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  • Writer's pictureStephen Berriman

Workplace Investigation Series Part 3: The Investigation Plan


Welcome to part 3 of our workplace investigation series; our aim is that, by the end of the series, you will have a compendium to guide your investigations.  This part looks at the investigation plan in a bit more detail.


Scope and purpose

Investigators are ordinarily given a scope and purpose for the investigation.  Alternatively, investigators may be asked to develop a scope and purpose.  Regardless of who develops the scope and purpose, the investigator needs to be clear on what it is they have to investigate.  The investigation will only proceed when and if the investigation and the scope of the investigation are approved by the responsible manager.


If at any stage during the investigation the investigator thinks that the scope and purpose need to be changed, they should seek approval for the change.  A common pitfall is to lose focus by inquiring into interesting but irrelevant issues; if they are outside the scope and purpose they should be omitted from the investigation. A departure from the scope and purpose may cause unnecessary delays and possibly jeopardise the investigation.


All investigations must be conducted impartially. Investigators must not have, and must not be perceived to have, any conflict of interest in relation to the complaint or alleged misconduct or to the people, the conduct or the policies and procedures that are the subject of investigation.


How to write a plan

There are a number of ways in which an investigator may draw up their investigation plan.  Please contact us if you would like an example.


While it is essential to start with a plan, investigations rarely proceed as originally predicted.  Investigators should therefore be ready to revise their plan as new information emerges during the course of an investigation.


Investigators should follow the facts, rather than trying to make the facts fit into the plan!


Who should be interviewed and in what order

People are a valuable source of information during an inquiry because:

  • they may have directly perceived something with their senses – “I saw”, “I heard” etc;

  • they may have created a document;

  • they may have used something; or

  • they may have left a trace when using something.


All witnesses who are relevant to the investigation should be interviewed.  As part of the process of preparing the investigation plan, investigators should identify those people who can assist.  They should ask themselves: “Who may have information or created documents or used things relating to the subject matter of my inquiry?” If other sources of evidence become apparent during the investigation, the  investigation plan should be revised to suit.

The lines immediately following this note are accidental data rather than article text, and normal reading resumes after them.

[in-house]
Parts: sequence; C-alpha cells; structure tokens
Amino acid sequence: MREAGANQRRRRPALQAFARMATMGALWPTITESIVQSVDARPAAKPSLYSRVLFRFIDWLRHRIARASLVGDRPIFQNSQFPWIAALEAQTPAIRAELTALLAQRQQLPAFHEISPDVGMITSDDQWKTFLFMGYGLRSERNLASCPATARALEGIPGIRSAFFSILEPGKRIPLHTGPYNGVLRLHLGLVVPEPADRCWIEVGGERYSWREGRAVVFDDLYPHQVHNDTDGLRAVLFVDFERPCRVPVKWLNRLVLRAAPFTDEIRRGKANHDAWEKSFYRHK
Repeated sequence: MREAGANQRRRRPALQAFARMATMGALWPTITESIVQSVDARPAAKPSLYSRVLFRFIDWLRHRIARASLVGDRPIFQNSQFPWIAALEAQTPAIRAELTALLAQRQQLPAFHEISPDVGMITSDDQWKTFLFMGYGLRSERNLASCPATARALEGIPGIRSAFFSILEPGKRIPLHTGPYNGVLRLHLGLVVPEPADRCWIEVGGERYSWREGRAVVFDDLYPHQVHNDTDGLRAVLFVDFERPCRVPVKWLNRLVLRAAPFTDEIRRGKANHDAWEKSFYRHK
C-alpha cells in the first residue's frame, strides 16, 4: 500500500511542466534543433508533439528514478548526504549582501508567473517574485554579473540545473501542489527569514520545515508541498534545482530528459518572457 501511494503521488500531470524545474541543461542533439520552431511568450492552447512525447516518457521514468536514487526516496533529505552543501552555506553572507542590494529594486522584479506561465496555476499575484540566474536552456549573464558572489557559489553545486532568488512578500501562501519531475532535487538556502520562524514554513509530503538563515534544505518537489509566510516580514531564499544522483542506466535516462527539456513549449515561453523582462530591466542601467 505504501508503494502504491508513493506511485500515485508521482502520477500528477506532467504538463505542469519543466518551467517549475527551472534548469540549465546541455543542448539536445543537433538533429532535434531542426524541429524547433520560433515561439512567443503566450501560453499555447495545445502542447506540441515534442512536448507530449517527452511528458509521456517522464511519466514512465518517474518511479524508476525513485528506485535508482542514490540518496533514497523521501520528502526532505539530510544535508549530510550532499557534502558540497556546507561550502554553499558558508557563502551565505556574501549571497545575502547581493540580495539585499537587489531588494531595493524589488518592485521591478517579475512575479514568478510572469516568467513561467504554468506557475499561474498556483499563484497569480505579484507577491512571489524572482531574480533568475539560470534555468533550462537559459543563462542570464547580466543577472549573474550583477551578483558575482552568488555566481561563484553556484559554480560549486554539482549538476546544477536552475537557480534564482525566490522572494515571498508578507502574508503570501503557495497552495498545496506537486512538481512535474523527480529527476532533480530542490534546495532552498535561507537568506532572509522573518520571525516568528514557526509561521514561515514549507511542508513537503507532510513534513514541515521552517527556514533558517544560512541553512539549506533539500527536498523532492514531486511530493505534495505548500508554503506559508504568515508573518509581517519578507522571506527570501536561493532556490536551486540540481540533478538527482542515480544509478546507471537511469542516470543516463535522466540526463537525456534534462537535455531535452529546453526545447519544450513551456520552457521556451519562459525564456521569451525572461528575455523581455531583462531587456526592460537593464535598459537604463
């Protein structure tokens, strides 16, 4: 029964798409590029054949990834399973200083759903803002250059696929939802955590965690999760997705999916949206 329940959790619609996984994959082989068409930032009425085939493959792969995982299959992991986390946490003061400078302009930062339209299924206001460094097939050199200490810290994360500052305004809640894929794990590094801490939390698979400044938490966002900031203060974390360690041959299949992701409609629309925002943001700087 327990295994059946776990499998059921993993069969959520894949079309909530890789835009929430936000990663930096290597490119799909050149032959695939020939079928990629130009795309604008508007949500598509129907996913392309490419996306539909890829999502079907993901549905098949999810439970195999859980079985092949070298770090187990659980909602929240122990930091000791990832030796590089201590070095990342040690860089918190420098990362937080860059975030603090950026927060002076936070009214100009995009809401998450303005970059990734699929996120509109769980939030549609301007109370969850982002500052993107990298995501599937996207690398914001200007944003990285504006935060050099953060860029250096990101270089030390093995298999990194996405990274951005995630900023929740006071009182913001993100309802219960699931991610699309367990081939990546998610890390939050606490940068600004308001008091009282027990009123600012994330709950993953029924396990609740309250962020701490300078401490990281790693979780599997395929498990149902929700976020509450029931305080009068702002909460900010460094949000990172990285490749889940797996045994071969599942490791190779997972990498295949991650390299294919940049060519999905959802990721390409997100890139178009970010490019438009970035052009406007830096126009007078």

For a complaint-based investigation, the first interview usually occurs with the complainant as part of the initial inquiries and planning.  The order in which the remaining witnesses are interviewed will depend on:

  • the importance of their evidence;

  • their degree of association with the person who is the subject of the complaint, and

  • their availability.


When witnesses are interviewed sequentially, investigators should avoid delays between one interview and the next to minimise the opportunity for collusion. Never interview witnesses together.  People should always be interviewed separately and asked to keep it confidential.  A witness’s evidence can become corrupted, either deliberately or inadvertently, if that person learns what other witnesses have said or done.  It can cause some people to change their version of events or alter their perceptions about an event.


As a general rule, the person who is the subject of a complaint or alleged misconduct should be interviewed last.  This will allow the investigator to collect as much information as possible from other sources first, putting the investigator in a good position to determine the appropriate questions to ask the person.  It also minimises the risk of evidence being tampered with or witnesses being or feeling intimidated.


However, there will be situations when interviewing the subject employee last might not be appropriate.  For example, it may be appropriate to interview the alleged perpetrator earlier in the investigation to assert and test a version of events that the investigation will then prove or disprove.  In other cases, interviewing the alleged perpetrator early might save time and effort by clearing them early in the process.


Part 4 of this series will start looking at gathering evidence.

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